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March 25, 1986

STEPHEN I. KARP, Plaintiff,

The opinion of the court was delivered by: GOETTEL


 The events that culminated in the statements that are the subject of this action for defamation began in February 1985, when Buckingham Corporation ("Buckingham"), an importer and distributor of wines and liquors, commenced an action against the plaintiff herein, Steven I. Karp ("Karp"), a former senior vice-president of Buckingham. The suit charged that, while in Buckingham's employ, Karp had surreptitiously agreed with two of Buckingham's suppliers to form a new corporation to distribute their products independently of Buckingham. In addition, it charged that Karp had misappropriated confidential information and trade secrets from Buckingham. *fn1" The complaint against Karp purported to state claims for breach of fiduciary duty, tortious interference with contract, breach of a continuing duty of confidentiality, unfair competition, misappropriation of a corporate opportunity, and tortious interference with prospective business opportunity.

 After filing the action, Buckingham quickly moved by order to show cause for a preliminary injunction (1) enjoining Karp from entering into any relationship with Buckingham's former suppliers; (2) enjoining him from divulging any confidential trade information belonging to Buckingham; and (3) requiring Karp to return to Buckingham all Buckingham documents in his possession. In a memorandum decision dated March 15, 1985, this Court concluded that Buckingham had demonstrated a likelihood of success on most, if not all, of its claims against Karp. Buckingham v. Karp, No. 85-0931, slip op. (S.D.N.Y. March 15, 1985). It further concluded that Buckingham would suffer irreparable harm were Karp to continue to solicit its suppliers and to use its confidential documents and information. The motion for preliminary relief was, therefore, granted.

 On May 22, 1985, a divided Court of Appeals for the Second Circuit reversed our decision. Although unpersuaded by most of Karp's substantive arguments, the Court of Appeals did not believe that injunctive relief was warranted since irreparable harm had not been demonstrated. Buckingham Corp. v. Karp, 762 F.2d 257 (2d Cir. 1985).

 On the date of the Court of Appeals' decision, defendant Hill & Knowlton, Buckingham's public relations agent, composed the press release that is the subject of this action. The release stated in full:


The U.S. Court of Appeals, Second Circuit, yesterday vacated a preliminary injunction against Stephen I. Karp. John W. Anderson, president and chief executive officer of Whitbread North America, Inc., today issued the following reply:


Yesterday's decision in no way questions the merits of our case against Mr. Karp.


The ruling supports our claims that Mr. Karp defrauded Buckingham and that substantial relief should be granted. The Court of Appeals simply said that the misappropriation of confidential documents and information was, in and of itself, insufficient to justify a preliminary injunction against Mr. Karp before a trial on the merits.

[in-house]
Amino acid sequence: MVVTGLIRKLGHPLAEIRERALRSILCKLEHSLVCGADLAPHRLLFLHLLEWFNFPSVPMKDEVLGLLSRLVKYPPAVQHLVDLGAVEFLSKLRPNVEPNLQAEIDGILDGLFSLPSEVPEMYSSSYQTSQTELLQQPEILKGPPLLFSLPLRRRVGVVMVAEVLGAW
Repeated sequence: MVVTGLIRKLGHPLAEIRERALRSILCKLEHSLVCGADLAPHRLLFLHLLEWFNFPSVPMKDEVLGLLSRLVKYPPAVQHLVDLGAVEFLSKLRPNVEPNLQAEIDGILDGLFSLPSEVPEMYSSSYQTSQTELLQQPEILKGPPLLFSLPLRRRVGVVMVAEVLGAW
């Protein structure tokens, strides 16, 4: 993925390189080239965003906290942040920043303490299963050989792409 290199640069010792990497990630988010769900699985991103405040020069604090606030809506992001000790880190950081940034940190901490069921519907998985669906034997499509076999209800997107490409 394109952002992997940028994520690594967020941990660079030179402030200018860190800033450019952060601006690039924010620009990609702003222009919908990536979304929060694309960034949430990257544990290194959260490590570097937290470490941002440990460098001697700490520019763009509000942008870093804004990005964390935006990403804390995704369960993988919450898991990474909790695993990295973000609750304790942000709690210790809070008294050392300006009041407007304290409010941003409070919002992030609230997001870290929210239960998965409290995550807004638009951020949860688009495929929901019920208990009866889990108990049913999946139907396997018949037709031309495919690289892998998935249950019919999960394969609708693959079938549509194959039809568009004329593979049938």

The Appellate Court did not question the District Court's finding that Buckingham is likely to succeed in demonstrating that Mr. Karp breached his fiduciary duty to the company; indeed, the majority opinion acknowledged that it was "unpersuaded by most of Mr. Karp's arguments." The court went so far as to suggest that Buckingham would do better to seek permanent injunctive relief and monetary damages from Mr. Karp in a trial on the merits.


We will continue to pursue vigorously our actions against Mr. Karp, Rothschild, Alko, and Abraham and Joel Buchman.

 Defendant's Memorandum in Support of Motion to Dismiss, Exhibit A (emphasis in original).

 The following morning, a Hill & Knowlton employee read the release over the phone to Patricia Kennedy, the publisher of Alcoholic Beverage Executives' Newsletter. Ms. Kennedy incorporated portions of the press release in an 11 paragraph article in the May 24 issue of the newsletter.

 Karp brought this action for libel against Hill & Knowlton on October 4, 1985. The complaint alleged, inter alia, that Hill & Knowlton's statement that "the ruling supports our claim[] that Mr. Karp defrauded Buckingham . . . .," later incorporated in Ms. Kennedy's article, defamed Karp. *fn2"

 Hill & Knowlton now moves to dismiss this action on two grounds. *fn3" First, it argues that the statement in issue is absolutely privileged within the meaning of section 74 of the New York Civil Rights Law as a "fair and true report of [a] judicial proceeding." N.Y. Civ. Rights Law § 74 (McKinney 1976). *fn4" It also contends that the statement is a non-defamatory expression of opinion that cannot give rise to a libel claim. We find, for the reasons stated below, that these two privileges immunize Hill & Knowlton from this action for defamation.

 I. Discussion

 Hill & Knowlton's statement, "The ruling supports our claim[s] that Mr. Karp defrauded Buckingham . . . .," actually contains two potentially libelous assertions. The first is that Buckingham had claimed that Karp defrauded it. The second is that the Court of Appeals' ruling supported this claim. The twofold nature of the defendant's statement is critical to our analysis of the defendant's motion.

 A. Civil Rights Law § 74